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In vivo fragmentation of heparan sulfate by heparanase overexpression renders mice resistant to amyloid protein A amyloidosis
Uppsala University, Disciplinary Domain of Medicine and Pharmacy, Faculty of Medicine, Department of Medical Biochemistry and Microbiology.
Uppsala University, Disciplinary Domain of Medicine and Pharmacy, Faculty of Medicine, Department of Medical Biochemistry and Microbiology.
Uppsala University, Disciplinary Domain of Medicine and Pharmacy, Faculty of Medicine, Department of Medical Biochemistry and Microbiology.
Uppsala University, Disciplinary Domain of Medicine and Pharmacy, Faculty of Medicine, Department of Public Health and Caring Sciences, Geriatrics.
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2005 (English)In: Proceedings of the National Academy of Sciences of the United States of America, ISSN 0027-8424, E-ISSN 1091-6490, Vol. 102, no 18, 6473-7 p.Article in journal (Refereed) Published
Abstract [en]

Amyloid diseases encompass >20 medical disorders that include amyloid protein A (AA) amyloidosis, Alzheimer's disease, and type 2 diabetes. A common feature of these conditions is the selective organ deposition of disease-specific fibrillar proteins, along with the sulfated glycosaminoglycan, heparan sulfate. We have generated transgenic mice that overexpress human heparanase and have tested their susceptibility to amyloid induction. Drastic shortening of heparan sulfate chains was observed in heparanase-overproducing organs, such as liver and kidney. These sites selectively escaped amyloid deposition on experimental induction of inflammation-associated AA amyloidosis, as verified by lack of material staining with Congo Red, as well as lack of associated polysaccharide, whereas the same tissues from control animals were heavily infiltrated with amyloid. By contrast, the spleens of transgenic mice that failed to significantly overexpress heparanase contained heparan sulfate chains similar in size to those of control spleen and remained susceptible to amyloid deposition. Our findings provide direct in vivo evidence that heparan sulfate is essential for the development of amyloid disease.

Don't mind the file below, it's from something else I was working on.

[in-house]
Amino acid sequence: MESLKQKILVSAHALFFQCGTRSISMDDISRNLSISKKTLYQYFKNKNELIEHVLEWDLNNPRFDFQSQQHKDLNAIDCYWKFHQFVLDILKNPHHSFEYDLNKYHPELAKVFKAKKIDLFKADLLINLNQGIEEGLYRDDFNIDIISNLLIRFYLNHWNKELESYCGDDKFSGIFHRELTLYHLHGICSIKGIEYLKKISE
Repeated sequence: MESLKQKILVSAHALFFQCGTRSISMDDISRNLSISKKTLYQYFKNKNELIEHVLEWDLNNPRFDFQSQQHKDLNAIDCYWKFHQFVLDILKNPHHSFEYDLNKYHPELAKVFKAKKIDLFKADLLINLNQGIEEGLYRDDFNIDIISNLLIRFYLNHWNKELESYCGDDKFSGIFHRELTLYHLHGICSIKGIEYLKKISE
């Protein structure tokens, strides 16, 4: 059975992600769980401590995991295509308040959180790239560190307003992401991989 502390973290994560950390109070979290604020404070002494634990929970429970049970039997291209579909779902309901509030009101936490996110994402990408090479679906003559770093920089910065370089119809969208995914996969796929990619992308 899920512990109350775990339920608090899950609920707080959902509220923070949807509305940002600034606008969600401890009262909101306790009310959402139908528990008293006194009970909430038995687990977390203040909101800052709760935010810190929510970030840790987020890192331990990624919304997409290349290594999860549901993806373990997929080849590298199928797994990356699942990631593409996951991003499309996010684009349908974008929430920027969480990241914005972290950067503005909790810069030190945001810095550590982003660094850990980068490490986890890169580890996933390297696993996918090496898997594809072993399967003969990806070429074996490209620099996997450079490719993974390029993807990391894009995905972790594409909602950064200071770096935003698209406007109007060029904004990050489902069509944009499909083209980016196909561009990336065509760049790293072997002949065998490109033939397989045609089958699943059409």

Place, publisher, year, edition, pages
2005. Vol. 102, no 18, 6473-7 p.
Keyword [en]
inflammation, transgenic mice, endo-glucuronidase, Congo red staining
National Category
Medical and Health Sciences
Identifiers
URN: urn:nbn:se:uu:diva-73126DOI: 10.1073/pnas.0502287102PubMedID: 15843464OAI: oai:DiVA.org:uu-73126DiVA: diva2:101037
Available from: 2005-05-31 Created: 2005-05-31 Last updated: 2017-12-14Bibliographically approved

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Li, Jin-PingLindahl, Ulf

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